Means for expansion

magic_melt_4.pngSatisfied that it is fulfilling its goal “to bring Filipinos closer to home through our authentic Filipino delicacies,” Magic Melt widens its reach using two other business propositions: franchising and toll packing.

Since 2010, it has been aggressively pursuing franchising across the Philippines. It already has 11 franchisees (in Manila, Bataan, Tacloban, Cebu and Davao), four company-owned carts, and three company-owned stores selling Magic Melt products. The turnkey food cart business package requires a minimum of 4 sq m commercial space in high-traffic areas, and promises quick return on investment as well as startup, opening, and continuing support.

The company is also helping other small businesses with its toll packing services. Go explains: “We produce food products using the private label of our customers. For instance, we are currently supplying one supermarket chain in the United States with our mamon tostado. We produce the product, but we put them in bags provided by our customer. We can supply to major supermarket chains that have their own house brands.”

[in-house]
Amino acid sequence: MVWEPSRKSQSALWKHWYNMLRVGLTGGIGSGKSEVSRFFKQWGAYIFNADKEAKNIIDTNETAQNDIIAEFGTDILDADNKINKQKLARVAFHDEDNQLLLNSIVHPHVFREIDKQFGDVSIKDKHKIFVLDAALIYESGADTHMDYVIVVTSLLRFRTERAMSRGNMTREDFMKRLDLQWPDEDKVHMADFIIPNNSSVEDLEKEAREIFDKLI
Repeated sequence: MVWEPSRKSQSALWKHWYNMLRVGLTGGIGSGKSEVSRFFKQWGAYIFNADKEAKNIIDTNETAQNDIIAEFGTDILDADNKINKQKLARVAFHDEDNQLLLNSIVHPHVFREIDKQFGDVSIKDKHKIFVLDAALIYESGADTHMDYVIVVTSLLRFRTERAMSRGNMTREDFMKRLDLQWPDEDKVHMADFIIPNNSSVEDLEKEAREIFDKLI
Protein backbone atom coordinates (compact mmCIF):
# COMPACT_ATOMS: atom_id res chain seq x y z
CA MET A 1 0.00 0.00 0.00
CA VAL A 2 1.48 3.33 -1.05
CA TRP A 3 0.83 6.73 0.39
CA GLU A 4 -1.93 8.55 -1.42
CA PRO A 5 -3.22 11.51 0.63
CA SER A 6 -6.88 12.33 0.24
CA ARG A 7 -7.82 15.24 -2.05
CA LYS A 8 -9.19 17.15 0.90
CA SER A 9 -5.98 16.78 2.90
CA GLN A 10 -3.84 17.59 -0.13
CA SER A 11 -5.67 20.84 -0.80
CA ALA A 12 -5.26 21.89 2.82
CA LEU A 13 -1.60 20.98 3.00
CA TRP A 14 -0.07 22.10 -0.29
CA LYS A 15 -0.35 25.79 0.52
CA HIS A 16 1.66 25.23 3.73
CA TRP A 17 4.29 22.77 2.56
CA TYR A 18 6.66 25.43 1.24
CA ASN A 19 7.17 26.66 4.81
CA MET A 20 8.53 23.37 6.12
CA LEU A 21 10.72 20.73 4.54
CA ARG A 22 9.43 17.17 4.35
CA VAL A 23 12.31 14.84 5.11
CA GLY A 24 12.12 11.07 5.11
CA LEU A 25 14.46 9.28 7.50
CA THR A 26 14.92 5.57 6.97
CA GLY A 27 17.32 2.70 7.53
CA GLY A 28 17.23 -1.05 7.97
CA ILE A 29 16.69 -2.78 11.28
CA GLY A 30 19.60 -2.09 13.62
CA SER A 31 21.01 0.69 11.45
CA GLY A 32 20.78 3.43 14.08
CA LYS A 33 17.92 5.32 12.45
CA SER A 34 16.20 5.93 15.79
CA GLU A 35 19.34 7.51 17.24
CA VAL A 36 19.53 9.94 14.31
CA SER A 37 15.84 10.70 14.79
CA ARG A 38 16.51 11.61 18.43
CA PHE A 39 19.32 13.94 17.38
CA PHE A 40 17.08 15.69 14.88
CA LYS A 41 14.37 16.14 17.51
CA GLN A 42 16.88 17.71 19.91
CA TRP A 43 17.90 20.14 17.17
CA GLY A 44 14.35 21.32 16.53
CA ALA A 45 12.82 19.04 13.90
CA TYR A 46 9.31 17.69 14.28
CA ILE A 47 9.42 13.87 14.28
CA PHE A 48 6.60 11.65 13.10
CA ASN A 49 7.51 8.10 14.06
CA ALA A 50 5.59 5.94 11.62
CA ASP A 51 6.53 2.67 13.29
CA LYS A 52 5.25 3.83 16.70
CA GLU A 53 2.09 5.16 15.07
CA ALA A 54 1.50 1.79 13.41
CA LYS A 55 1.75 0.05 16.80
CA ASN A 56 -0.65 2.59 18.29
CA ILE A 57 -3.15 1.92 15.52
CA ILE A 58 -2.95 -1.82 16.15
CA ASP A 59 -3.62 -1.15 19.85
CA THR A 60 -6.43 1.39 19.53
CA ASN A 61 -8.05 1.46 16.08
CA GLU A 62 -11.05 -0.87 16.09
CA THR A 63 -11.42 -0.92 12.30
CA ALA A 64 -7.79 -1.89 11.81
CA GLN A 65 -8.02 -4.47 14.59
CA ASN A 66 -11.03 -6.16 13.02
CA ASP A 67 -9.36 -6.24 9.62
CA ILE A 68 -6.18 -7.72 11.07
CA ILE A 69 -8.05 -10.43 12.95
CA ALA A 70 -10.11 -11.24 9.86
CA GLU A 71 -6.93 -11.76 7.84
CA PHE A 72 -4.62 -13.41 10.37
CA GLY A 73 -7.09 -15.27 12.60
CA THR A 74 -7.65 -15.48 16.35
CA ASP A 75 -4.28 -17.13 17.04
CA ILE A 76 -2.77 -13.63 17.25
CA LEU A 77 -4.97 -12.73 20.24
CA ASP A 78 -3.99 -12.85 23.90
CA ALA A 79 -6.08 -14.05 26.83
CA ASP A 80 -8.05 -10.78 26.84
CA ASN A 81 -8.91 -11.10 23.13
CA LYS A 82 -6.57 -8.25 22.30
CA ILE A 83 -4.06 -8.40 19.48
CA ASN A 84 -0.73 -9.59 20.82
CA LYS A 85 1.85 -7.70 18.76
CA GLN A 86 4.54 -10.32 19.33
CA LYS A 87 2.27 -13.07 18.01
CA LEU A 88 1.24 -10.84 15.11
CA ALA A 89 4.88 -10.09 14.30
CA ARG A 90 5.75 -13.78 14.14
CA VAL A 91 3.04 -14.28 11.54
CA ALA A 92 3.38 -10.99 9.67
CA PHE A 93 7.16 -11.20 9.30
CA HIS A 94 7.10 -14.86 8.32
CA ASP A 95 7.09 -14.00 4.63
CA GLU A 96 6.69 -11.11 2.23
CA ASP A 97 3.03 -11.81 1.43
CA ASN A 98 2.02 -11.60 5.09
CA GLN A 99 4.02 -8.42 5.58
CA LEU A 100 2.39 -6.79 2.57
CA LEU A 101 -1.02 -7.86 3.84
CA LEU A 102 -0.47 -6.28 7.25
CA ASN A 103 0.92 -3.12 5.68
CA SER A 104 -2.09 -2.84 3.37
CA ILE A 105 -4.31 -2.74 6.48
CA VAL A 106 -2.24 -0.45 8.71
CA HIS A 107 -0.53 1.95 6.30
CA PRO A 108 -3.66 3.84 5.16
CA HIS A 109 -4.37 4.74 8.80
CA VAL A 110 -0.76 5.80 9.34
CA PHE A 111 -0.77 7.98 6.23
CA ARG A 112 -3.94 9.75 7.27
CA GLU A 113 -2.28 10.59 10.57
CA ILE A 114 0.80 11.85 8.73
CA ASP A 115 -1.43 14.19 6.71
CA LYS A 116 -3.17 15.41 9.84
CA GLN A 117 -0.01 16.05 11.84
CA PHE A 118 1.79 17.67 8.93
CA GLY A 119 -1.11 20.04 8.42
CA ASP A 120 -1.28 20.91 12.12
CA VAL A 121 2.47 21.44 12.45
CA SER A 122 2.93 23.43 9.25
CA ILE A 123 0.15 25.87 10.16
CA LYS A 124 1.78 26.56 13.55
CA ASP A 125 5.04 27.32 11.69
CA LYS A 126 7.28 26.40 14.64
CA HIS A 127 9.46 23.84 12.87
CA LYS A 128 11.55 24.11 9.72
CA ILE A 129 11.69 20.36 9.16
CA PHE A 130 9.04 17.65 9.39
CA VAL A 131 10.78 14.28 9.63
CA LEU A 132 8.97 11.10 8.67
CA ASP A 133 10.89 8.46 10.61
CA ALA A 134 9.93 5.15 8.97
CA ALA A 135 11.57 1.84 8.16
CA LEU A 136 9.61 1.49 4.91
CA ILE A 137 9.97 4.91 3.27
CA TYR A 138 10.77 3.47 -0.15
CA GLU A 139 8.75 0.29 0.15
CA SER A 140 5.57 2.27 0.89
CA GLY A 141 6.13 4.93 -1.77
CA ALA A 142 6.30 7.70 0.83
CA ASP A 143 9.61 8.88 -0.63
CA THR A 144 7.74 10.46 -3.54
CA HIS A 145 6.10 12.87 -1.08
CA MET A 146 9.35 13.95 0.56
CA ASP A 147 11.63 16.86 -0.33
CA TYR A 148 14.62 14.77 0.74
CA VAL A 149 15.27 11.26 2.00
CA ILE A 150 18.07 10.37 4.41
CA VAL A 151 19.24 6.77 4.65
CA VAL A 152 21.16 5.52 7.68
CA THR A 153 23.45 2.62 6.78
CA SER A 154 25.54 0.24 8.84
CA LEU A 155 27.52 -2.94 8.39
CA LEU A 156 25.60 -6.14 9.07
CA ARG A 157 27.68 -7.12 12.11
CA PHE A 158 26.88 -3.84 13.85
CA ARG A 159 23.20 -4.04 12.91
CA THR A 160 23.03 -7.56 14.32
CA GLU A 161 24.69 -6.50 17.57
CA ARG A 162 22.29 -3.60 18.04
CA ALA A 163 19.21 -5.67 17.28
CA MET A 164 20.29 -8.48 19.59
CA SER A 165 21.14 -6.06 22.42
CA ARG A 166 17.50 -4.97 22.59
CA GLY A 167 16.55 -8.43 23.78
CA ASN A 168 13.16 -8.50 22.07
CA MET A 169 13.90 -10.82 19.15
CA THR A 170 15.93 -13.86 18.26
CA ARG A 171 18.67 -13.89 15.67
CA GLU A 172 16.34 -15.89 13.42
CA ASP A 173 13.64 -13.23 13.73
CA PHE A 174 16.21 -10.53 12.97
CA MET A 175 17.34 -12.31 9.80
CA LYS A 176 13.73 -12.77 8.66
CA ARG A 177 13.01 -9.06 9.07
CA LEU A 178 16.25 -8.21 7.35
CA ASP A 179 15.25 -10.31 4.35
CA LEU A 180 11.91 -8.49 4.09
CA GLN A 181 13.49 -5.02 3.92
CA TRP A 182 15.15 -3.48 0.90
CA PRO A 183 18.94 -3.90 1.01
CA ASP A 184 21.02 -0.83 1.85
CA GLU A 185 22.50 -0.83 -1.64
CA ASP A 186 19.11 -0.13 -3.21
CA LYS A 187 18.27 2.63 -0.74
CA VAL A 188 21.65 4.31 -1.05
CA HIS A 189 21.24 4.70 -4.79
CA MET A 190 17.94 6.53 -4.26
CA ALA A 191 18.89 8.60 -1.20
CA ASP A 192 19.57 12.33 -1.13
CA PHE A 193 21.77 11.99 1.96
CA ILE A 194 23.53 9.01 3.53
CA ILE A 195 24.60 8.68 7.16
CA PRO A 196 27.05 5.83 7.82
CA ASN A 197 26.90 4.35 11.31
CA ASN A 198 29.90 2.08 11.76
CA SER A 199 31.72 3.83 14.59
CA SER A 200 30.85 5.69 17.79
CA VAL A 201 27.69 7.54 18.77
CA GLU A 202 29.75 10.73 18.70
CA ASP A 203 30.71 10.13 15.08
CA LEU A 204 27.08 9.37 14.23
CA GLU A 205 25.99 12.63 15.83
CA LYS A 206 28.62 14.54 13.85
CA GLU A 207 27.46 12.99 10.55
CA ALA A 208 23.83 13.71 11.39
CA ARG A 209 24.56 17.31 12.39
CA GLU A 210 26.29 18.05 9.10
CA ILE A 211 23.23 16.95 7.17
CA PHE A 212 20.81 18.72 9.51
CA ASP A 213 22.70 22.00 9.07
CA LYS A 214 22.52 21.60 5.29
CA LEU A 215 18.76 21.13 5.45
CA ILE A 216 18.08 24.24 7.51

Magic Melt takes pride in its mission and dream to satisfy every Filipino’s cravings. Whether the craving is for delectable pastries and delicacies, or for possible business partnership through franchising, overseas distributorship, or toll packing, the company in a good position to fulfill it.



This article was originally published in the March 2012 issue of Entrepreneur magazine. Subscribe to the print or digital version here.     


Photos: Miguel Nacianceno